1. ^ "Time 100 Persons Of The Century". Time. June 6, 1999.
  2. ^ a b c d e f g h Pace, Eric (January 29, 1994). "William J. Levitt, 86, Pioneer of Suburbs, Dies". The New York Times. ISSN 0362-4331. Retrieved 2017-07-26.
  3. ^ Ephross, Peter (February 9, 2009). "How Jews both Segregated and Integrated Levittown". Baltimore Jewish Times. Archived from the original on June 8, 2011. Retrieved December 3, 2014.
  4. ^ Ferrer, Margaret Lundrigan; Navarra, Tova (1997-03-01). Levittown: The First 50 Years. Arcadia Publishing. ISBN 9780738562285.
  5. ^ a b c d e Glaeser, Edward (2011), Triumph of the City: How Our Best Invention Makes Us Richer, Smarter, Greener, Healthier, and Happier, New York: Penguin Press, pp. 174–77, ISBN 978-1-59420-277-3
  6. ^ Blackwell, Jon. "1951: American dream houses, all in a row". The Trentonian.
  7. ^ David Raizman (2023). History of Modern Design Third Edition. Quercus Publishing. ISBN 9781529419757.
  8. ^ a b c d e Lacayo, Richard (December 7, 1998). "Suburban Legend William Levitt". Time (magazine). Archived from the original on April 8, 2011. Retrieved October 1, 2010.
  9. ^ Staff (July 3, 1950). "House Builder Levitt, For Sale: a new way of life". Time. Archived from the original on December 2, 2006.
  10. ^ https://boundarystones.weta.org/2020/06/12/belair-bowie-segregated-suburbia
  11. ^ Staff (December 10, 1965). "France: A Lesson from Levitt". Time. Archived from the original on April 22, 2008. Retrieved 2011-01-11.
  12. ^ a b "William Levitt". Entrepreneur.com. 10 October 2008. Retrieved 2015-11-20.
  13. ^ Ephross, Peter (February 9, 2009) "How Jews both Segregated and Integrated Levittown" Baltimore Jewish Times
  14. ^ a b c "William Levitt" Your Dictionary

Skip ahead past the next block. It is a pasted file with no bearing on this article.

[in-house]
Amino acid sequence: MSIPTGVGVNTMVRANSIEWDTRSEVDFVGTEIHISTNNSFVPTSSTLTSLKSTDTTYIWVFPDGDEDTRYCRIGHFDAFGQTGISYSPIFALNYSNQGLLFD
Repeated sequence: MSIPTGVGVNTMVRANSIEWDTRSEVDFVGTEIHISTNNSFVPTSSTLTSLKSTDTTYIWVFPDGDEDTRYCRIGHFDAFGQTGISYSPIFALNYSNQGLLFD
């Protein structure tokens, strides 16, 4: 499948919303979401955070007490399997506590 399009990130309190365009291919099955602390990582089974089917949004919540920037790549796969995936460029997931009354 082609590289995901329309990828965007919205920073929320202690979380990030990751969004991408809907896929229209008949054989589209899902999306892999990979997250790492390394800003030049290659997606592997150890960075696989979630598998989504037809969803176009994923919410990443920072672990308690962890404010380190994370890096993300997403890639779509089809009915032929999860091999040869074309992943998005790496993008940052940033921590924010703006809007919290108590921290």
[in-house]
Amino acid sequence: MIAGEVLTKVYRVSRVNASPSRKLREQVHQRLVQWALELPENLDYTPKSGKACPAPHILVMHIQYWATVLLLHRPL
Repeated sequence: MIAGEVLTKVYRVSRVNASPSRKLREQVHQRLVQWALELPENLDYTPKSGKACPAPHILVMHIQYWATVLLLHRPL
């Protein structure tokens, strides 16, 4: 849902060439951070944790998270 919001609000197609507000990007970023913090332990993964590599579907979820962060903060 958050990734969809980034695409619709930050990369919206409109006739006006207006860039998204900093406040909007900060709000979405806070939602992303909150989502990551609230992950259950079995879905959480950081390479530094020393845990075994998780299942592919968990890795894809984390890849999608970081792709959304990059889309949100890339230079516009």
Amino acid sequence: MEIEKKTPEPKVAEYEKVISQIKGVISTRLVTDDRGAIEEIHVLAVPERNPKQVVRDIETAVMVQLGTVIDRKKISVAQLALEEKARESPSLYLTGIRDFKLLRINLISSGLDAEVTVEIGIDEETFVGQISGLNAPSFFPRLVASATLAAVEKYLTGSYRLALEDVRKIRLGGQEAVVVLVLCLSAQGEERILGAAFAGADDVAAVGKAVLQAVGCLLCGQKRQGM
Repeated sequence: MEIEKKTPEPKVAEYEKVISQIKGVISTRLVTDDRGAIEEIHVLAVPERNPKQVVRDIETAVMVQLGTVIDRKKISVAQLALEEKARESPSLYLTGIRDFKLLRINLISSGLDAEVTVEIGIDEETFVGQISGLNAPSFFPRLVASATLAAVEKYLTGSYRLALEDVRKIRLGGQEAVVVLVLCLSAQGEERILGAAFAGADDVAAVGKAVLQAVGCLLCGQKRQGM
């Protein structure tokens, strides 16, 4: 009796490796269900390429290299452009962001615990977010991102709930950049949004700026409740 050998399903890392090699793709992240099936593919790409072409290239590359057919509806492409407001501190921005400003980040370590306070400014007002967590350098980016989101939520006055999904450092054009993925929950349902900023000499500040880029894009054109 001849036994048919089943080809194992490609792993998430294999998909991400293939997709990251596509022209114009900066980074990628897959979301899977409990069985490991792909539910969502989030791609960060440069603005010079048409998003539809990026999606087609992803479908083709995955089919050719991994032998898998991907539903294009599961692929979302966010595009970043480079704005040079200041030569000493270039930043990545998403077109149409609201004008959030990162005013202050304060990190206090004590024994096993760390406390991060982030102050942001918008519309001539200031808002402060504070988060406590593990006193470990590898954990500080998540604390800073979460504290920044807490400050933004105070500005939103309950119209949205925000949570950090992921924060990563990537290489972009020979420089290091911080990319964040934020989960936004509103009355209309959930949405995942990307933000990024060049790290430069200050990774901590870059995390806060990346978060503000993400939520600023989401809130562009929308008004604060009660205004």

15. ^ Jacobson, Joanne (April 14 , 2009) "Jew vs Jew in Levittown" The Forward
  16. ^ "Levitt Communities". LevittownBeyond.com. Retrieved 3 December 2014.
  17. ^ Diehl, Jackson (October 14, 1978). "The Rise And Fall of Levitt Era". The Washington Post. Retrieved October 14, 2019.
  18. ^ Kaufman, Michael T. (September 24, 1989). "Tough Times For Mr. Levittown". The New York Times.
  19. ^ "William J. Levitt, Pioneer of Postwar Suburbia, Dies". The Washington Post. January 30, 1994.
  20. ^ a b Schneiderman, Matt (April 30, 2008). "William Levitt: The king of suburbia". The Real Deal.
  21. ^ Halberstam, David (1997) The Fifties: "The Fear and the Dream" (documentary)
  22. ^ Kushner, David (2009-07-01). Levittown: Two Families, One Tycoon, and the Fight for Civil Rights in America's Legendary Suburb. Bloomsbury Publishing USA. ISBN 9780802719737.
  23. ^ Levitt & Sons (July 10, 1958). "This Is Levittown, New Jersey" (PDF). Philadelphia Inquirer.
  24. ^ "Miss Joanne Levitt Is Bride of Frederic J. VanderKloot". New York Times. March 25, 1962.
  25. ^ "Benjamin Olliff Jr. Marries Miss Levitt". New York Times. June 16, 1963.